Here are Sandy Pope’s credentials: She’s been a warehouse worker, truck driver and organizer, and climbed New York City Local 805’s ranks until becoming president in 2005 of the 1,100-plus worker organization.
But does that give her shot at becoming president of the giant Teamsters’ union?
Alexandra “Sandy” Pope thinks so, and this week she said he plans to face off with James P. Hoffa next year for the union presidency. “I’m the real Teamster,” she says. “Hoffa came out of a white collar job.”
She clearly has challenges to overcome. There’s never been a female president for the 1.3 million-member union whose membership, according to Pope, is about 30 percent female today.
Still, in her more than 30 years as a Teamster, Pope has been places where few female union members have set foot.
Indeed, women have rarely made it to the union’s top ranks and so Pope made union history when she was number two on an opposition slate in 2006.
Plus she comes from the small band of reform-minded Teamsters, who have been fighting the union’s leadership on and off for more than three decades.
“The members are fed up with Hoffa. He has been riding on his father’s name and the ride is over,” says Ken Paff, head of the dissident Teamsters for a Democratic Union (TDU). He sees several reasons why this time may be different for union reformers who have failed in their last election battles with Hoffa.
One is a split in the ranks that could dilute Hoffa’s strength. Fred Gegare, a former Hoffa supporter from Wisconsin, has already put his name up for the union’s presidency.
Another is the union’s trouble in keeping up its numbers and fending off companies’ tough contract bargaining.
By Paff’s reckoning, the union’s membership has dropped by over 100,000 members since Hoffa took over the union in 1999. The loss would have been higher, Paff says, if the Teamsters had not merged with smaller unions.
And then there is the TDU’s unending mantra that union leaders under Hoffa have fattened their wallets while the union and its members have been suffering.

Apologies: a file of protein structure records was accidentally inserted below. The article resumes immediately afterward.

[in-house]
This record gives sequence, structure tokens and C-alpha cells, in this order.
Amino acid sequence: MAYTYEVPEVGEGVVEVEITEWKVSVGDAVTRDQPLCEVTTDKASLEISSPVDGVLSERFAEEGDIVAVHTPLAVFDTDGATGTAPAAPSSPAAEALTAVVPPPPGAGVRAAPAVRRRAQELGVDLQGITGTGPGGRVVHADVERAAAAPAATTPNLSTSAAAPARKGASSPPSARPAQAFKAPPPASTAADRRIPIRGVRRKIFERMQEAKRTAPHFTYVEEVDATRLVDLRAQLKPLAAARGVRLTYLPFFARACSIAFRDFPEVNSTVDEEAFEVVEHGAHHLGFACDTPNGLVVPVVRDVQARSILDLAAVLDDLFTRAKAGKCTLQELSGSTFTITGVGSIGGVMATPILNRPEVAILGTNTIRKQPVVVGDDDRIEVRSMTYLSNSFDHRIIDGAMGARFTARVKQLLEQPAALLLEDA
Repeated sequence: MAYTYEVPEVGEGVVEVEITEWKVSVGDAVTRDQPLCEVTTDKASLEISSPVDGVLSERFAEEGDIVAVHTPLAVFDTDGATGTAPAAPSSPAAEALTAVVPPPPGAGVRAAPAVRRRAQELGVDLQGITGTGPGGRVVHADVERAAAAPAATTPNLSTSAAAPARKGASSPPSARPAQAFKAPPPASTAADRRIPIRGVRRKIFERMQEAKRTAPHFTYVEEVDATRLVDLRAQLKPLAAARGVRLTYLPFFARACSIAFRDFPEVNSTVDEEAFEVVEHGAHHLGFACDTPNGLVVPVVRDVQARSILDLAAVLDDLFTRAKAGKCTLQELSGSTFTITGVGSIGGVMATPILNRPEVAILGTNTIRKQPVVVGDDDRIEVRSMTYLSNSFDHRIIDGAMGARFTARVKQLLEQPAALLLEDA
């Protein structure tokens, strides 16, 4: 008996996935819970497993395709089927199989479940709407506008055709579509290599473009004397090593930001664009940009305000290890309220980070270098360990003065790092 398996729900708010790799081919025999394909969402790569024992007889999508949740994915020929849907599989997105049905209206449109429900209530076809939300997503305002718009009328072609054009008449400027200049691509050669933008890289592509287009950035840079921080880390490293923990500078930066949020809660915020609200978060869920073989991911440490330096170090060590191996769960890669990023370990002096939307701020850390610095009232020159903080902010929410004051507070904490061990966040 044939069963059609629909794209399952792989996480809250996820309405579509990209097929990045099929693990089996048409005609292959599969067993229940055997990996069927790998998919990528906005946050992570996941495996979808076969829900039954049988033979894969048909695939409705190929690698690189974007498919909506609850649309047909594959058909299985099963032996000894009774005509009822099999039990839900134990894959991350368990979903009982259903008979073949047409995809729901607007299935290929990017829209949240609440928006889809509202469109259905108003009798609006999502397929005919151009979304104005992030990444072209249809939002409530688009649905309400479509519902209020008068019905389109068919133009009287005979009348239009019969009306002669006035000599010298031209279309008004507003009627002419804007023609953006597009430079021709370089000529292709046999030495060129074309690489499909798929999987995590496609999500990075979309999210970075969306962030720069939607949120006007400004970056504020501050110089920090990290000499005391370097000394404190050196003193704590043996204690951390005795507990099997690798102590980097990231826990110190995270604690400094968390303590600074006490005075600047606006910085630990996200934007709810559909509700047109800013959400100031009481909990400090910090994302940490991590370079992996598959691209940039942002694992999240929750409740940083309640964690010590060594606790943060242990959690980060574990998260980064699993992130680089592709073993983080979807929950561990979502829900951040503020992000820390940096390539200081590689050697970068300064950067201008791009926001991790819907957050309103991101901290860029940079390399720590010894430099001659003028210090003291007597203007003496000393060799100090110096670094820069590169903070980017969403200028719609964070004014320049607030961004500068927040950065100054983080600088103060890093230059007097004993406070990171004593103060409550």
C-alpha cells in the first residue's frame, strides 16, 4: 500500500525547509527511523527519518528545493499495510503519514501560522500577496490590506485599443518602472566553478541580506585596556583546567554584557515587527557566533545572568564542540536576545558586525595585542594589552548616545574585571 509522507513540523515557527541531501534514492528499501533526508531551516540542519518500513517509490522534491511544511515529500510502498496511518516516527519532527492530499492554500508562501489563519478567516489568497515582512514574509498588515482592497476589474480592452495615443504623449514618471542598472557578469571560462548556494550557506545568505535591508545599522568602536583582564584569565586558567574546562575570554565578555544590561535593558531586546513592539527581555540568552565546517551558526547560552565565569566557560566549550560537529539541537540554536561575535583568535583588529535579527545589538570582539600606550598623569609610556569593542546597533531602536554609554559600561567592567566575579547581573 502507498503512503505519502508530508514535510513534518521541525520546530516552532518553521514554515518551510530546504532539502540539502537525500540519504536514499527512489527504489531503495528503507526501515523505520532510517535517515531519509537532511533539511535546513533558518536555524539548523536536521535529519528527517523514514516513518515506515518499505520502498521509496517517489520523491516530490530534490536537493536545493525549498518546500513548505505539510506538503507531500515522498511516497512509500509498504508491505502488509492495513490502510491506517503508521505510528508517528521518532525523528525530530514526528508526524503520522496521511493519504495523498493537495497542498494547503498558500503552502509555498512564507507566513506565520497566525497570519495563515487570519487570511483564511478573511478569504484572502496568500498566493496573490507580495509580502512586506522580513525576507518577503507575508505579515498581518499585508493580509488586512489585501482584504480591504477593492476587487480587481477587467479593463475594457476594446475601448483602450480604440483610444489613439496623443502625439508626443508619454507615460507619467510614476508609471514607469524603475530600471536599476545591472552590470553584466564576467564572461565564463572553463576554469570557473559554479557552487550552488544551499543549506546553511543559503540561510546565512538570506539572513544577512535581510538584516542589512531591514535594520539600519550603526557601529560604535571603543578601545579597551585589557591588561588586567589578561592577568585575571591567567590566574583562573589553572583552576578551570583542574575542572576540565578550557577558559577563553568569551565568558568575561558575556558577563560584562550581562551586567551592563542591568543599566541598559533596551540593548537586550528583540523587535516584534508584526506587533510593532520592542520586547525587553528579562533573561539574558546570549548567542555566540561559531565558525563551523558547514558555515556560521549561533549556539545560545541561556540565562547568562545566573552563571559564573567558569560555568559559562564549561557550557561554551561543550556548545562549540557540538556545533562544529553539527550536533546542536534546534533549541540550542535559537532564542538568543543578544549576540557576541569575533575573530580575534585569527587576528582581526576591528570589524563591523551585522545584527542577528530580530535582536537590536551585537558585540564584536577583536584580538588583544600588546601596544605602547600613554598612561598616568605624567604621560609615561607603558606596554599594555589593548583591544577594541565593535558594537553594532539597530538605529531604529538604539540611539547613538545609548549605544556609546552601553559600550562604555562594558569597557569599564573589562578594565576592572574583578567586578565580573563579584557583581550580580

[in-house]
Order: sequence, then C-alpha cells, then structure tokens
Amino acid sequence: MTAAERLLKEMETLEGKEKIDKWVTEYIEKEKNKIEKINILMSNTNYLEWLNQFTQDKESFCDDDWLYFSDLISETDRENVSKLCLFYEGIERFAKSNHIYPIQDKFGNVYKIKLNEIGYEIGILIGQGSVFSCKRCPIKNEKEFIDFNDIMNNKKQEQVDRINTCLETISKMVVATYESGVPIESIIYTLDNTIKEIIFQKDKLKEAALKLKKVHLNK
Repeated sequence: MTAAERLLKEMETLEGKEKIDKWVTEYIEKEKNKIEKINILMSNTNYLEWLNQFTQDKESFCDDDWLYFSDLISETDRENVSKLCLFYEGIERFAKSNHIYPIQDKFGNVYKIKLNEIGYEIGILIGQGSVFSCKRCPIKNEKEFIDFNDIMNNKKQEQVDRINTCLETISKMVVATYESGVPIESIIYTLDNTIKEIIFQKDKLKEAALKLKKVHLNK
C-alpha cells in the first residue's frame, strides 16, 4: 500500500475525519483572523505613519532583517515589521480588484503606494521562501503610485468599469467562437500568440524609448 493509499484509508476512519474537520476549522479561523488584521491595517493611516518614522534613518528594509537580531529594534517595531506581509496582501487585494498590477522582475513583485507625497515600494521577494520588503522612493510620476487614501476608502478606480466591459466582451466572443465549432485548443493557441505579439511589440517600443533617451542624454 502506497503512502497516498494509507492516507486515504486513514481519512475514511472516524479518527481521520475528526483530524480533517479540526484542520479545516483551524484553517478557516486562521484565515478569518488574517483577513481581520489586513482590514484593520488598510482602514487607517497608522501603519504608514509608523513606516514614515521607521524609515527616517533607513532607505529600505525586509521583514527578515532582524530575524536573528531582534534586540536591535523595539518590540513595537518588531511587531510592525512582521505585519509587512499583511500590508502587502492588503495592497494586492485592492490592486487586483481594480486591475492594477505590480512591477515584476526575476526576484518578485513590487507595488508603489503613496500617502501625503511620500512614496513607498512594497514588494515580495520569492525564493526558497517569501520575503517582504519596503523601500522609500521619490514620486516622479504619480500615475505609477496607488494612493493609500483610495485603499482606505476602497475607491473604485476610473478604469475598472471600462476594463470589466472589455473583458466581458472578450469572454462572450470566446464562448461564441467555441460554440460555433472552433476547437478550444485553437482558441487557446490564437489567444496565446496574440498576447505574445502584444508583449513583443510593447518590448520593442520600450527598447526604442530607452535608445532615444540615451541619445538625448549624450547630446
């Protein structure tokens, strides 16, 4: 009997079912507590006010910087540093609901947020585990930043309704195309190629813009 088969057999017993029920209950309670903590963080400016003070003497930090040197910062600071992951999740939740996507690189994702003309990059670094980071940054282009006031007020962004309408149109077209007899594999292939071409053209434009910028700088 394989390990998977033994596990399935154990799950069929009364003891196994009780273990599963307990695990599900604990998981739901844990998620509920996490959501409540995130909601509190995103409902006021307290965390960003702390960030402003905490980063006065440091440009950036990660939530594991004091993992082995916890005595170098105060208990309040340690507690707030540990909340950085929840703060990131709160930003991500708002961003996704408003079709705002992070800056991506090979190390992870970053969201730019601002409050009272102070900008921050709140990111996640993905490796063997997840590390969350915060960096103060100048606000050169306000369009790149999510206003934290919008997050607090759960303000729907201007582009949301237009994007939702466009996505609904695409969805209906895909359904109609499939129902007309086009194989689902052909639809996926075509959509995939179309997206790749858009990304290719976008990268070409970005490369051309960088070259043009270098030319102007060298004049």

In 2009, according to the TDU, there were 120 Teamster officials who earned more than $150,000 in salary, the largest number ever in the group’s tallying over the years.
As president of local 805 in New York City, Pope says she earns about $100,000 in salary and benefits.
She doesn’t describe herself as an outsider at war with the union. Rather she talks of “getting along fine” with the union’s leaders in the last few years. She expects to run up against the same money problems as the last campaign when “we got outspent 10 to one.”
“But we’ve got the Internet and a lot of other ways to run a grassroots campaign,” she explains.
Measuring the way Teamsters outside of her circle have treated her in the last few years, she says she hasn’t encountered much negative reaction.
“I think most of the men are ready to vote for a woman. Some may not think a woman can’t handle it. But I think most of the members are ready for a real change.”
“I’m a problem solver,” she says. “It is the worst moment that the labor movement has ever faced and we have to get all hands on deck. You have to get every one involved to save this union and the labor movement.”
In this new book, longtime organizers and movement educators Mariame Kaba and Kelly Hayes examine the political lessons of the Covid-19 pandemic and its aftermath, including the convergence of mass protest and mass formations of mutual aid. Let This Radicalize You answers the urgent question: What fuels and sustains activism and organizing when it feels like our worlds are collapsing?
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A former labor writer for the Chicago Tribune, Stephen Franklin is a Pulitzer Prize finalist and an adjunct professor at the University of Illinois Urbana-Champaign School of Labor and Employment Relations.